February 24, 2010

character development

Based on advice I received from Stephanie Bond, author of the Body Movers, at a writing conference, I decided to get organized about my writing. Before I start writing any of my books again, I am going to do some work before-hand, which will hopefully help me expedite the writing process.

This works for me (and is the way Stephanie Bond has made being a novelist her profession). As long as you stick with it. The only book I have made any real progress with included me doing some preliminary legwork. The prep work includes defining my characters and writing a working synopsis for the work. Doing this helps the writer know where the characters are going in the book and why.

That way, when it comes to writing the story, the writer can focus on the details and dialogue without having to wonder where any of this is going.

Here are some of the supplies I needed to get started.

Using a multi-tabbed folio (or whatever it's called) I include notes relevant to different novels I want to write. For example, if I want to write a book set in Upstate New York, I might include a map of the area, notes about the scenery and people. Or, if I plan to have a character be a firefighter, I might include notes about what this job entails. These serve as a handy reference if I need them while I work.

As I've mentioned before, I have several novel ideas. To keep them all straight, I have a folder for each. It keeps the information separate and are readily available while I work.

Inside the folder, I include my detailed chapter outline, my character sketches and other key notes that directly pertain to my novel's content.

I include detailed profiles of the key characters in my book. I am trying envelopes right now to keep them all separate. On the envelope, I include the character's name and a photo clipped from a magazine of what I think said character looks like. It helps to better visualize the character.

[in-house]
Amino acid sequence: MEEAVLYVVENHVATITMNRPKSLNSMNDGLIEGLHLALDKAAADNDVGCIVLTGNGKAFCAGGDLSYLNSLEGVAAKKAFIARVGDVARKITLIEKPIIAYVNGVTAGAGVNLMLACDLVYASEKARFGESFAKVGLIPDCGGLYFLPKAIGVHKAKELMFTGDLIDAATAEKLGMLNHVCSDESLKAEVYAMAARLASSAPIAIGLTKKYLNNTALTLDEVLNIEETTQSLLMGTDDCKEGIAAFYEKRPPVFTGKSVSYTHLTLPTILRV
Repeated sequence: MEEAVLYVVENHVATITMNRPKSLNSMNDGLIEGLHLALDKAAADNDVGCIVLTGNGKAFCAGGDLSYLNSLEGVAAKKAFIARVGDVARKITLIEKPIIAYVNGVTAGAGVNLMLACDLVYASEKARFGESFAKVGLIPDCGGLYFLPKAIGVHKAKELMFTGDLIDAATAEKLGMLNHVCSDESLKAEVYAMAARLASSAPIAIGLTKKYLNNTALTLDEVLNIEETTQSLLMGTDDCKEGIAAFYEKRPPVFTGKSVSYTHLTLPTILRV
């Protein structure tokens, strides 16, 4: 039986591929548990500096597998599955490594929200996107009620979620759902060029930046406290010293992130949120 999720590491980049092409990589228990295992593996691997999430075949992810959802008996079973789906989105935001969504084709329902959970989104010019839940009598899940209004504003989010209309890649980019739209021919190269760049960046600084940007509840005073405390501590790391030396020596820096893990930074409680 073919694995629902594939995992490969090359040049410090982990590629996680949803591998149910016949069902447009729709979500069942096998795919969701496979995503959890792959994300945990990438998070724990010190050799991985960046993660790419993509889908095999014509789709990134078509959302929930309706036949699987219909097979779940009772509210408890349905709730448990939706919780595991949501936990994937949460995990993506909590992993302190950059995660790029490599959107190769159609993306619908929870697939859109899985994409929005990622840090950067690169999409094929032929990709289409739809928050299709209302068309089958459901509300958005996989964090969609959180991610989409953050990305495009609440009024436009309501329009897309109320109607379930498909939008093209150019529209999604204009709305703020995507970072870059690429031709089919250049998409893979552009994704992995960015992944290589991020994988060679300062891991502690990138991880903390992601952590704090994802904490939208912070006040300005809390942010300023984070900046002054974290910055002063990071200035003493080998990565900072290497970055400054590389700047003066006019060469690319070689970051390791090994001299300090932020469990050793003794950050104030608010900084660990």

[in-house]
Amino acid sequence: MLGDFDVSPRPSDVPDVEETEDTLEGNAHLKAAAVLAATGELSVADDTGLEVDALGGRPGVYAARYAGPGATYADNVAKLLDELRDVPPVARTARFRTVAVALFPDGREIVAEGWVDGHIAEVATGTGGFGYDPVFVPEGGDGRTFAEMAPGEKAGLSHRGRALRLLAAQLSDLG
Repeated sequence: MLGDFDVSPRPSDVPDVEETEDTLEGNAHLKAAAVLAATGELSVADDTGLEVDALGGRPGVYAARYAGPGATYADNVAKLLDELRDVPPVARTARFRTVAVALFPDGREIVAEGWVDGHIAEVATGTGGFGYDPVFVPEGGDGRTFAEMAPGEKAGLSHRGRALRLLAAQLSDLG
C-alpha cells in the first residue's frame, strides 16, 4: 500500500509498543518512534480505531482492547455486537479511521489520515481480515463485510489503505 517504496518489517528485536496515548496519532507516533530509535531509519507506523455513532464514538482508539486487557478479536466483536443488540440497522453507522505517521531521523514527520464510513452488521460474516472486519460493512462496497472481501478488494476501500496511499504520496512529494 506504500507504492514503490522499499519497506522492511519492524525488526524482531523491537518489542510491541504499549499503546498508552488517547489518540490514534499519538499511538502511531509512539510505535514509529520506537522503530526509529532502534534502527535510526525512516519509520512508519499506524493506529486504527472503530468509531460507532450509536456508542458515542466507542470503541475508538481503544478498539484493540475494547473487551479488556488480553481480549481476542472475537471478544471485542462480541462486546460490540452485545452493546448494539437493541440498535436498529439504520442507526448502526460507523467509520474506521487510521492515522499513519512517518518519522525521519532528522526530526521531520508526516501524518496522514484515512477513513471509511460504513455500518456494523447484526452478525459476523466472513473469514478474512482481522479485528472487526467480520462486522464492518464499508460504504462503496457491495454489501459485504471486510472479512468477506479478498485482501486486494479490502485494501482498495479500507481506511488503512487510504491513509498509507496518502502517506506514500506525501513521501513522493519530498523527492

Inside the envelope, I include information about the character. Physical description, characteristics and the like. Also under Stephanie Bond's recommendation, I make a chart. The chart addresses what the character was like before the book and where the character will be in his or her life after the book. This develops the character and better explains the role he or she plays in the book.

If you want to write books with characters — as most do, I'm sure — a baby naming book is a handy resource. I use the one I swiped from my mom back in middle school. You can learn the meanings of names, which can help be a source of symbolism. Otherwise, it can just be a source for ideas so you can come up with clever name ideas.

There are also many Web sites available. I like babynames.com. Also, the U.S. government provides a list with statistics about popular names based on the year. This can be especially helpful if you want to know what names were trendy for a time period. It dates all the way back to 1879.

Another helpful resource to have on hand: magazines. On occasion, I find articles that help me come up with story ideas, or at least subplot elements. The magazines are also a good resource for looking for models/ people that look like what you imagine your characters to look like.

I have also spent much of my downtime this weekend re-reading books I enjoy. I skim the books and think about what makes me like the books. Emulation (not plagiarism) can be a great tool for writing.

At the very least, doing this prep work has helped get me excited about writing once again. I'm back into the mindset I had when I came up with these book ideas, and it motivates me to keep going.

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